Re: question on map< list<T>::iterator, int>

James Kanze <>
Mon, 5 May 2008 06:03:42 -0700 (PDT)
On May 3, 2:48 pm, ", India"
<> wrote:

Consider the program x.cpp :

#include <cstdlib>
#include <iostream>
#include <list>
#include <map>

using namespace std;

int main()
        map<list<int>::iterator, int> m;

        list<int> c;

        // m[c.begin()] = 10;

        return EXIT_SUCCESS;

This program compiles fine with the command
g++ -std=c++98 -pedantic -Wall -Wextra x.cpp

However if I remove the comment, I get compilation error because
operator '<' is not defined for list<T>::iterator. Why doesn't the
compiler give this error for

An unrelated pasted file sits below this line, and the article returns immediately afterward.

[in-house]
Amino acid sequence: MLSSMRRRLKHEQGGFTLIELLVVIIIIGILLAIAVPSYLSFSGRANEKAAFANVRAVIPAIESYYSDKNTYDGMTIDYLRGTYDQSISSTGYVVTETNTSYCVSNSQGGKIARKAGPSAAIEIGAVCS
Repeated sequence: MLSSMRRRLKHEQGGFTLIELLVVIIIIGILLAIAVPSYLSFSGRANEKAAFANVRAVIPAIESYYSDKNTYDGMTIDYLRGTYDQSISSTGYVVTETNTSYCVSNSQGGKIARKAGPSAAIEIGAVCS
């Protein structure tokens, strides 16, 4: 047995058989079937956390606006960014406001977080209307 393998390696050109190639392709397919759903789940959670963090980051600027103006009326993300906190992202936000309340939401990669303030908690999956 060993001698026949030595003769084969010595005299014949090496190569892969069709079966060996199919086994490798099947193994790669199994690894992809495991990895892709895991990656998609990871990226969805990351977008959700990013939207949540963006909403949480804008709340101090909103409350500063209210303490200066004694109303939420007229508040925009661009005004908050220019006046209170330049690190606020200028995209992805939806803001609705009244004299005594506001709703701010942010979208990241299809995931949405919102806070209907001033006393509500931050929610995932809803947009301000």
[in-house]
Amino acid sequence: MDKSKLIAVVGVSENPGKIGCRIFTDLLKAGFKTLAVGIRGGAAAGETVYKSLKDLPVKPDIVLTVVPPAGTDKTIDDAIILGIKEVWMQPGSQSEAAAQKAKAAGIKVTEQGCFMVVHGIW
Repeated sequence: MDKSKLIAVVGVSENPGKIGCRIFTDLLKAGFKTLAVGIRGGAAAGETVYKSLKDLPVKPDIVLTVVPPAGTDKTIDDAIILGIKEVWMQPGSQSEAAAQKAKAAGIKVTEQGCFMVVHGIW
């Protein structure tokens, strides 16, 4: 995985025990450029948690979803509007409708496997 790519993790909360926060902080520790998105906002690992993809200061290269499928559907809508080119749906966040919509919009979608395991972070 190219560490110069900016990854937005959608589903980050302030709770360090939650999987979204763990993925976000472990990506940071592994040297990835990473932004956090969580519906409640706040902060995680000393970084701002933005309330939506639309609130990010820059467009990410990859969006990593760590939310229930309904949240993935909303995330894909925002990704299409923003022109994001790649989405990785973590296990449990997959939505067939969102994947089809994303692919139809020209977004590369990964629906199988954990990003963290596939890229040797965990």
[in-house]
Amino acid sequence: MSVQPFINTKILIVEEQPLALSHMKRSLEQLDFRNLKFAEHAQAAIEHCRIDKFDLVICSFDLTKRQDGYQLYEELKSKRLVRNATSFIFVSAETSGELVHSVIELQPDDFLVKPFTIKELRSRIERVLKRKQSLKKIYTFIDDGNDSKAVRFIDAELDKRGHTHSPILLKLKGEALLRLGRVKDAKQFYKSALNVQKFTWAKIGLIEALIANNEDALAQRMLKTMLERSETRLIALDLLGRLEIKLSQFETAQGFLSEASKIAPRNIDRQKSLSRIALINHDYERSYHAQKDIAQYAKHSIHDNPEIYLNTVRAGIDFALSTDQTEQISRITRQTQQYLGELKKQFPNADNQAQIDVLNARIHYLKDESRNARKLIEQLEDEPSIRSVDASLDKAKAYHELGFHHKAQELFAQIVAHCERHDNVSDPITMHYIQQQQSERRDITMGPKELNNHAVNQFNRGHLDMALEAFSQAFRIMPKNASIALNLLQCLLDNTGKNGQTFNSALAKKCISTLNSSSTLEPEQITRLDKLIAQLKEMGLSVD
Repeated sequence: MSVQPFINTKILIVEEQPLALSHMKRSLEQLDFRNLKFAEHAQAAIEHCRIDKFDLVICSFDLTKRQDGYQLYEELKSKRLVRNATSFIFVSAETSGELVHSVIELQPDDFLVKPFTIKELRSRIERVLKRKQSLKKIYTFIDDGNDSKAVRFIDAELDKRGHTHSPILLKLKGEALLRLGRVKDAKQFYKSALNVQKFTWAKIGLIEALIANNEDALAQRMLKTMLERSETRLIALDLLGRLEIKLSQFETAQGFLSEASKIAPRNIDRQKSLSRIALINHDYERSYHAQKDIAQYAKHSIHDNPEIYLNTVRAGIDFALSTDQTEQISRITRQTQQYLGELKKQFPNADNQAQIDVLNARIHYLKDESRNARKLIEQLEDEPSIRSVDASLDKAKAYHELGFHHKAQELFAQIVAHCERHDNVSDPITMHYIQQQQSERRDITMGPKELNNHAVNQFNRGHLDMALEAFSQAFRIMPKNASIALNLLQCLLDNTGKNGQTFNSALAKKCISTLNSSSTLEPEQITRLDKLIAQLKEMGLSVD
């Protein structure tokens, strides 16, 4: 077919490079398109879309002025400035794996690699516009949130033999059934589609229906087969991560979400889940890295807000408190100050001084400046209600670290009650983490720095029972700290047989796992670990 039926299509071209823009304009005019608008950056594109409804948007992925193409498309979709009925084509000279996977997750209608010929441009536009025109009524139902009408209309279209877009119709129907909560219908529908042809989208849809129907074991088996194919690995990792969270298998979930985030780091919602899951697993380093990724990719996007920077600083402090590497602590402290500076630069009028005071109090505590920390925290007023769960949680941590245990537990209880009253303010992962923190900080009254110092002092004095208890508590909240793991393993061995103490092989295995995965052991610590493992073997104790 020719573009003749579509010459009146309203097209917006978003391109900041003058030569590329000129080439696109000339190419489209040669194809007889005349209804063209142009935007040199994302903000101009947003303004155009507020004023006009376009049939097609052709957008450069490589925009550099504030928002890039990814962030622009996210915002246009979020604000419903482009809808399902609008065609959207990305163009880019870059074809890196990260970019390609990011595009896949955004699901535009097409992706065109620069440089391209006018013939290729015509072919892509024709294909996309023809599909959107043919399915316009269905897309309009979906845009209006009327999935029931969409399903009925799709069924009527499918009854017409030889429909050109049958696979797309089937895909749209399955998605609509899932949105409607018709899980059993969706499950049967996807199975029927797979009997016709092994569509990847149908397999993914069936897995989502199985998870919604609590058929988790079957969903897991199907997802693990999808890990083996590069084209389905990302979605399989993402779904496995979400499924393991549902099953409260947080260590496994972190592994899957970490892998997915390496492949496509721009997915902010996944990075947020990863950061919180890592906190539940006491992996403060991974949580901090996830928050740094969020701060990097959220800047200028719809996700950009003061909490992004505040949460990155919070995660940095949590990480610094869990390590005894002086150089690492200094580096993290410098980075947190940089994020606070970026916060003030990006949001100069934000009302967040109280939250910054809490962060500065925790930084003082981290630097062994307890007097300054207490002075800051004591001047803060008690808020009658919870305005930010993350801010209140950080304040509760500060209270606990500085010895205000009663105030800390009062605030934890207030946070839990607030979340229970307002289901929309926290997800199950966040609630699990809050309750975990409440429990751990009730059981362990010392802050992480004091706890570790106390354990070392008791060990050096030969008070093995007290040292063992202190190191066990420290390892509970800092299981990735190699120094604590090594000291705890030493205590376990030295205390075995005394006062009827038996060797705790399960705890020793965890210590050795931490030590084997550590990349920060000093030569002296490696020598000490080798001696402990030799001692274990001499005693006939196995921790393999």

'map<list<int>::iterator, int> m;' itself.

G++ does, if you give it the proper options. Try adding
-D_GLIBCXX_CONCEPT_CHECKS, for example. (This is with g++ 4.1.
I've heard that the option is not necessary with some later
versions, or at least with some builds of some later versions.)
Not providing the ordering relationship is undefined behavior,
howver, and a compiler is not required to diagnose it. Not all

That is, in this first statement inside main() itself, the
compiler can know that the less- than operator cannot be
defined for the key type. So, why does the compiler wait for
an element to be pushed on to the map to flag the error ?

Because it can? The standard doesn't require a diagnostic.

James Kanze (GABI Software)
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